Social Justice

Minister March for Justice

Yesterday I had the privilege of addressing the Ministers March For Justice. It was a day filled with inspiring moments. In these difficult months, marching with people of faith, seeing clergy decked out in their religious garb take the streets of Washington, gave me a renewed sense of hope. When we rounded the corner onto Pennsylvania avenue and the capitol dome came into view, there was new meaning to the words spoken by one of yesterday’s many inspiring speakers, “they have the position, but we have the power.” Yesterday was about harnessing the power of faith leaders of communities all around the country, and I left with an even greater sense of urgency to rally our congregations to do this work. 

I am Rabbi Hannah Goldstein, I am a rabbi at Temple Sinai, in Washington D.C. and my congregation is like many of your congregations. We will not stand idly by.

This is a sacred season for Jews. We are in the month of Elul, when we prepare for Rosh Hashanah and Yom Kippur, the holiest days of the Jewish Year. At the very end of this period of soul searching and introspection, late in the afternoon on Yom Kippur, in the final hours of our fast, we sing words from Psalm 118. We conclude our worship on the holiest day of the year by crying out to God: Pitchu li sharei tzedek, open the gates of righteousness.

We are here, to open the gates- to open the gates of righteousness, to open the gates of justice.

We are here because it certainly doesn’t look like that’s what our justice department is trying to do. Lately, it seems like our justice department is working overtime to close those gates, and to barricade them shut.

To lock the gates to the voting booths, to lock the gates of the private prisons, after filling them to capacity. They want to lock the gates to this country, to lock the gates to our hospitals and our clinics.

Yesterday, I stand with my brothers and sisters, people of faith, to say that when our justice department closes the gates, together, we will push them back open.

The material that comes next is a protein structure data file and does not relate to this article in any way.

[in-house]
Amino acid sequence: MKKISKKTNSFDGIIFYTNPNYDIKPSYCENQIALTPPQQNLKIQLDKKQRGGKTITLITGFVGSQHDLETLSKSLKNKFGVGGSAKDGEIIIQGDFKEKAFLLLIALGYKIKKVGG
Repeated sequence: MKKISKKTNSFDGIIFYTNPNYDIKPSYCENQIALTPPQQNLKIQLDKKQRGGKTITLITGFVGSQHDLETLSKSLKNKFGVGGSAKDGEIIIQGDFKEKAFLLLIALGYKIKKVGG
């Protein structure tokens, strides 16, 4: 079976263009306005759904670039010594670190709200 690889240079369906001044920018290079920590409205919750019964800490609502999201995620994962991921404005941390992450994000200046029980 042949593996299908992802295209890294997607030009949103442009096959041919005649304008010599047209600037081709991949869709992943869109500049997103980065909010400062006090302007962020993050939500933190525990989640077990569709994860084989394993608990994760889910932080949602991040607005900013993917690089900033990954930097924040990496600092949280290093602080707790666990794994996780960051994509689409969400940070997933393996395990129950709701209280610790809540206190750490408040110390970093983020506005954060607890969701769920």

Open the gates.

If they punish sanctuary cities, then we will open wide the doors of our sanctuaries to welcome in those who are vulnerable and afraid.

Open the gates.

If they ban courageous transgender Americans from defending the values of this country, then we will defend our values by standing with them in solidarity.

Open the gates.

If they’re going to send tweets about the devastating hurricane in Houston, we’re going to send food, and diapers, and people to help rebuild.

Open the gates.

If they want to build walls, well then we’re just going to have to lift each other up higher.   “Open the gates”

If they want to teach hate, then we are going to have to love harder.

Open the gates.

Because, of this, we are certain. They are not truly the gatekeepers. They are not the ultimate gatekeeper. They can try to barricade those gates closed, but we will walk tall and unafraid. And we will keep marching right up to those gates, and we will push on those gates with our bodies, with our voices, with our words, with our songs, with our prayers, and we will open the gates.

Arm in arm, we will open the gates, and we will walk through those gates into a land of righteousness, into a land of justice, and into a land of love. Together, we will open the gates of justice.

Rabbi Hannah L. Goldstein serves Temple Sinai, in Washington D.C.